- The temperature on the mountain can be as much as 40 degrees cooler than temperature on the valley floor, so be prepared with jackets or sweatshirts.

Nearby: Wet 'n' Wild Palm Springs water park, Sunnylands Center & Gardens, Desert Willow Golf Resort, Coachella Valley Preserve

Sunday, April 30, 2017

Spotlight: Snow Canyon State Park

Spotlight: Snow Canyon State Park is one of the most beautiful state parks in the country. If it were in another state, it would probably have been made into a national park or monument. However, because it lacks national park status, it also avoids the heavy crowds that plague the nearby parks of Zion and Bryce. That makes it a premier location for hikers, cyclists, climbers, and horseback riders who want to escape civilization for a day or two. It sports over 16 miles of hiking trails amid the red and white sandstone cliffs, and provides many technical climbs for rock enthusiasts.

Location: Snow Canyon State Park is located north of St. George, just west of Highway 18 on Snow Canyon Drive.

Cost: $6 per vehicle (up to eight people); $3 per vehicle (up to eight people) Utah seniors 62 and older; $4 pedestrian/cyclists (up to eight people); $2 per person commercial use or vehicles with nine or more people. Non-hookup sites:  $20 per night;  Hookup Sites (W&E):  $25 per night. Extra vehicle fees (one extra vehicle per site permitted):  $10 (non-hookups) or $13 (hookups).

Time: The park is open from 6:00 am to 10 pm daily. You can spend anywhere from an hour (for a scenic drive) to several days here (exploring the different trails).

Description: One of the most popular trails in the park is the 1.1 mile Lava Flow Trail. The trail crosses a twisted lava field which access to at least four lava tubes. Make sure you bring your own light source if you plan to explore the tubes past the entrance.
     One of the trails we explored was Jenny's Canyon. This half-mile hike leads into a narrow slot canyon with cool niches that are fun for kids to explore.

     The Pioneer Names Trail is an easy half-mile path that leads past the names of many early pioneers (dating from the 1800's) who passed through the canyon and wrote their names on the rocks with axle grease.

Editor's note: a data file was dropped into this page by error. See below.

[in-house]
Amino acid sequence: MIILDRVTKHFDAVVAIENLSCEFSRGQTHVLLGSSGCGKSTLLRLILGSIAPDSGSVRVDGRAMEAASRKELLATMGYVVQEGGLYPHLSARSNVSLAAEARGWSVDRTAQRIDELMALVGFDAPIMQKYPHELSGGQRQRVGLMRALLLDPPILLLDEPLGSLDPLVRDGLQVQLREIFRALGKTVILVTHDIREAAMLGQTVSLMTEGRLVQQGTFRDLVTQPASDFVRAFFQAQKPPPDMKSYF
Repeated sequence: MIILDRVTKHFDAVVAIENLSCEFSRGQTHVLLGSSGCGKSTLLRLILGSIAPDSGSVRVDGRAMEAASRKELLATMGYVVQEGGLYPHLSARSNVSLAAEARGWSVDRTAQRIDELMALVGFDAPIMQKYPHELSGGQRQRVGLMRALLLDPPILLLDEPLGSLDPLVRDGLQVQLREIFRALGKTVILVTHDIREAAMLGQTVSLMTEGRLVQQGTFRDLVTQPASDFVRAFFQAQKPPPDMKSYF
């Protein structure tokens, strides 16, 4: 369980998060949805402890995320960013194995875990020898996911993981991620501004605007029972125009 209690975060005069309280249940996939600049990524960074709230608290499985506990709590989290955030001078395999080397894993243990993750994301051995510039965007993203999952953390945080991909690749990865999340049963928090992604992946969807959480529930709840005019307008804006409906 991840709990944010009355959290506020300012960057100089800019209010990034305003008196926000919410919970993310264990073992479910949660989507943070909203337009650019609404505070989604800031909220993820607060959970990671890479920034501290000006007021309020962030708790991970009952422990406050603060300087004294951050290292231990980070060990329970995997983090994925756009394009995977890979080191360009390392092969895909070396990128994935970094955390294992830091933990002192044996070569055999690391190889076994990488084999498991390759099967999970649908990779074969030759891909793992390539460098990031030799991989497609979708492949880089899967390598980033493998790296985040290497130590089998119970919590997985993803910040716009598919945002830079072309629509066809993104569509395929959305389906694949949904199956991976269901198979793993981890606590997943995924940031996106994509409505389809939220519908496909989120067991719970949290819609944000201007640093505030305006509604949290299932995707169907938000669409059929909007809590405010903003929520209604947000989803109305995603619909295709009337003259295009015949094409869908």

The Sand Dunes Trail is another half-mile trail, but this trail trudges through loose sand up a slope to reach a large field of red sand that is fun to play in. Some crazy people even like to roll down the dunes.
     Due to its close proximity to St. George, Snow Canyon can be a short day trip, or a multi-day excursion. We've visited twice and only seen a fraction of what there is to explore here. I'm looking forward to returning again sometime soon.

Rating: 5 stars (out of 5)

Things You Should Know: - Although Snow Canyon sounds like a winter wonderland, it rarely ever has snow. Rather, it was named after prominent Utah settlers Lorenzo and Erastus Snow. During the summer, temperatures here can soar well over 100 degrees. The best time to visit is anytime between October to April. If you do visit during the summer months, try to visit the park early in the morning or later in the evening when temperatures are more moderate.
- Click here for a map of the park including the various trails and amenities.
- The park has been the backdrop for several popular Hollywood films including Butch Cassidy and the Sundance Kid.

Nearby: The Tuacahn Center, Gunlock State Park, Pioneer Park, Sand Hollow

Sunday, April 23, 2017

Spotlight: Zion National Park - The Virgin Narrows